Let’s say that I’m thinking about purchasing a new car (which I have thought about) — here’s what goes through my mind:

My old car still works. Do I REALLY need a new car? How much can I afford to spend? I’d like a luxury car, but can I justify that? We could use the room of an SUV, but it’s so environmentally unfriendly. A hybrid would be great, but I’ve heard that they aren’t as fuel efficient as they claim to be. Maybe I should just keep my old car. I read that there’s this great new tax credit for hybrids, but it’s supposed to phase out. Does that mean I should hurry up and get my hybrid? But should it be an SUV hybrid, or is that just silly?

Human “intention” is sloppy and inherently imprecise, even in Doc’s intention economy use case:

In The Intention Economy, a car rental customer should be able to say to the car rental market, “I’ll be skiing in Park City from March 20-25. I want to rent a 4-wheel drive SUV. I belong to Avis Wizard, Budget FastBreak and Hertz 1 Club. I don’t want to pay up front for gas or get any insurance. What can any of you companies do for me?” â€â€� and have the sellers compete for the buyer’s business.

That’s a lot of precision, but how negotiable are these criteria and how should they be weighted? What if Hertz has a great deal on a sedan — is the SUV requirement fungible? What if the best deal is from a company other than Avis, Budget, and Hertz? OR — what if Avis, Budget, and Hertz have deals that are indistinguishable based on these criteria? Does it come down to the same “evil” (to use Umair’s term) marketing 1.0 “persuasion” effort?

The end result of most purchase decisions is like pornography — you know it when you see it, but it’s difficult to pre-define it. The whole notion of building an efficient market around intention assumes that our decision processes have a machine-like precision — leave it to the 2.0 geeks to make that mistake.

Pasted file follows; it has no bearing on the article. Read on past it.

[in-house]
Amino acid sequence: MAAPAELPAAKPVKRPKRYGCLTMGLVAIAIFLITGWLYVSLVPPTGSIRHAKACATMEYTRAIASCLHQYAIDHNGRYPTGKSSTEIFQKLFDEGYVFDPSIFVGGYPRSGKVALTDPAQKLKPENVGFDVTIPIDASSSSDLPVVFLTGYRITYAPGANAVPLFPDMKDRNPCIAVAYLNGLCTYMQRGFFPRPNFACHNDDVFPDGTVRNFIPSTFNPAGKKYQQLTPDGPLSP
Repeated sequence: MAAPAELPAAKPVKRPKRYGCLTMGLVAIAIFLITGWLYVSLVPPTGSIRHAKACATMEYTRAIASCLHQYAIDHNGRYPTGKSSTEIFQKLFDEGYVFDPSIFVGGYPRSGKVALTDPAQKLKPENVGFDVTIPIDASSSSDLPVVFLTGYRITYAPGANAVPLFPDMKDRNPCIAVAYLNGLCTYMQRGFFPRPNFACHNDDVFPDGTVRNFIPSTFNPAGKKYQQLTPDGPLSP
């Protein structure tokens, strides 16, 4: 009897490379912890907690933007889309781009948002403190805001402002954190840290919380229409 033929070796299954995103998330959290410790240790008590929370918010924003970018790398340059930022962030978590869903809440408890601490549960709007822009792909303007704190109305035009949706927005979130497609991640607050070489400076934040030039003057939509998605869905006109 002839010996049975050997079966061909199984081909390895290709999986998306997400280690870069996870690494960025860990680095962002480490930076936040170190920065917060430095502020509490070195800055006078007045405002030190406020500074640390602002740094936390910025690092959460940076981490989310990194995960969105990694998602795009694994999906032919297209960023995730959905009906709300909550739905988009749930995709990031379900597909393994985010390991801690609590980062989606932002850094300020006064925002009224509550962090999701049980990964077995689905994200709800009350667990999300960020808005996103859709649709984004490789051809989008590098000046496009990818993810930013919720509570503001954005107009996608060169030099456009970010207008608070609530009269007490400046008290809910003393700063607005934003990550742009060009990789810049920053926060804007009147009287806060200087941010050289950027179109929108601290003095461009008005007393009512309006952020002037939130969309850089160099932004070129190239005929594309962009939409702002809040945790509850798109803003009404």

I might go online today and come across some bit of marketing that finally puts me over the edge to buy that new car. Having decided to put off the purchase, I’m not officially in the market, so I’m not searching for a “hybrid” and I’m not going to fill out any “lead generation” forms, but I’m actually closer to the purchase decision than any marketer can easily glean from my online behavior.

This is why I come back to the same basic principle — life is complicated, and we need help figuring things out.

But getting help in 2.0 is not about prostrating to the power of media and marketing 1.0 — it’s about having the right tools, marketplace, and infrastructure to enable me to first FIGURE OUT what I want, and then to efficiently find it.

Maybe what I really want is a BMW 3, but I just haven’t “connected the dots.â€Â�

Remember, marketing has always been about creating images that appeal to us, that we aspire to. I don’t want to be beat over the head with ill-conceived, ham handed, irrelevant images — but I look to marketers AND my peers to discover, in this sea of infinite choice, the thing that fills the need I’ve yet to fully define.

(Besides — do you really think marketers are going to be relegated to selling us what we’ve already decided we want? Here, have a bottle of carbonated sugar water — and smile. There will ALWAYS be persuasion — sorry, Umair.)

This is the same problem I have with Web 2.0 as Media 2.0, and why I want an “idea filter” — maybe what I want is a product/service idea filter? I get a rudimentary version on Amazon, but I don’t just want product reviews, I want images, lifestyles, visions of myself as I am and as I might be — all the things that marketers specialize in, but I want the 2.0, peer-enhanced version — Umair’s “connected consumption.”

OK, so where is it?

It’s so 2.0 that I’m still struggle to articulate what I want out of 2.0 — can’t someone just whip something up in AJAX to help me out here?!

The most intriguing visions of a 2.0 market/economy that I’ve seen are Seth Goldstein’s /ROOT Markets and, of course Umair’s Media Economics.

As you can see from this post, I’m still groping in the dark for the nail. I’m not afraid to admit that I don’t have the answer — iteration is my only recourse. If the blogosphere serves me well again (i.e. the think-o-sphere), some great minds will appear below and help me take it a step further.

When will the 2.0 revolution be ready for prime time? When it can help me figure out what I don’t already know.